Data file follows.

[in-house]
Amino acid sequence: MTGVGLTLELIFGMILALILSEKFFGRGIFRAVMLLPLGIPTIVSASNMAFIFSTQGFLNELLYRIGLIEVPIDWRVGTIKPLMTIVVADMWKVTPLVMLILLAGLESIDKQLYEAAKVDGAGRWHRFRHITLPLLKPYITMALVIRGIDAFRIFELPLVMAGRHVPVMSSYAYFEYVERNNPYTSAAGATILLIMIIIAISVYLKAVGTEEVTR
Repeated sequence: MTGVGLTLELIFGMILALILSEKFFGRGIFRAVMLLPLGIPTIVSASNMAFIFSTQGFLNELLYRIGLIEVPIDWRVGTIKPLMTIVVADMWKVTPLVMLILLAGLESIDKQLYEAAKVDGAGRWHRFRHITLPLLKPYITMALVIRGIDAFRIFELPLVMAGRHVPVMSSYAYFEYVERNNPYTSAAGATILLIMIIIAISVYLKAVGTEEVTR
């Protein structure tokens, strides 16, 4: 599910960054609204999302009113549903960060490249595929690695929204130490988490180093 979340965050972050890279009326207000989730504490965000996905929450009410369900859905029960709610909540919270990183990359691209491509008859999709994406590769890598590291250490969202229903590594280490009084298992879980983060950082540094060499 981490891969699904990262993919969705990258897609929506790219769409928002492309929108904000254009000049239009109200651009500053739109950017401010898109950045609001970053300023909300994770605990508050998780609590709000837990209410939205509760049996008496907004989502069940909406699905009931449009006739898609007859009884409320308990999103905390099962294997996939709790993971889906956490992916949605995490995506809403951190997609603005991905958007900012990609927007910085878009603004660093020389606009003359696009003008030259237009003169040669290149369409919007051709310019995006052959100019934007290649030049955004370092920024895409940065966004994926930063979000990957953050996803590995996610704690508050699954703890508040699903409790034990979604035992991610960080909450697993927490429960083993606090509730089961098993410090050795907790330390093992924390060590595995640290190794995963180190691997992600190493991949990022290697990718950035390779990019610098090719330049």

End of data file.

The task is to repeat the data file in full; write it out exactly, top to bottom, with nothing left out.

[in-house]
Amino acid sequence: MTGVGLTLELIFGMILALILSEKFFGRGIFRAVMLLPLGIPTIVSASNMAFIFSTQGFLNELLYRIGLIEVPIDWRVGTIKPLMTIVVADMWKVTPLVMLILLAGLESIDKQLYEAAKVDGAGRWHRFRHITLPLLKPYITMALVIRGIDAFRIFELPLVMAGRHVPVMSSYAYFEYVERNNPYTSAAGATILLIMIIIAISVYLKAVGTEEVTR
Repeated sequence: MTGVGLTLELIFGMILALILSEKFFGRGIFRAVMLLPLGIPTIVSASNMAFIFSTQGFLNELLYRIGLIEVPIDWRVGTIKPLMTIVVADMWKVTPLVMLILLAGLESIDKQLYEAAKVDGAGRWHRFRHITLPLLKPYITMALVIRGIDAFRIFELPLVMAGRHVPVMSSYAYFEYVERNNPYTSAAGATILLIMIIIAISVYLKAVGTEEVTR
């Protein structure tokens, strides 16, 4: 599910960054609204999302009113549903960060490249595929690695929204130490988490180093 979340965050972050890279009326207000989730504490965000996905929450009410369900859905029960709610909540919270990183990359691209491509008859999709994406590769890598590291250490969202229903590594280490009084298992879980983060950082540094060499 981490891969699904990262993919969705990258897609929506790219769409928002492309929108904000254009000049239009109200651009500053739109950017401010898109950045609001970053300023909300994770605990508050998780609590709000837990209410939205509760049996008496907004989502069940909406699905009931449009006739898609007859009884409320308990999103905390099962294997996939709790993971889906956490992916949605995490995506809403951190997609603005991905958007900012990609927007910085878009603004660093020389606009003359696009003008030259237009003169040669290149369409919007051709310019995006052959100019934007290649030049955004370092920024895409940065966004994926930063979000990957953050996803590995996610704690508050699954703890508040699903409790034990979604035992991610960080909450697993927490429960083993606090509730089961098993410090050795907790330390093992924390060590595995640290190794995963180190691997992600190493991949990022290697990718950035390779990019610098090719330049």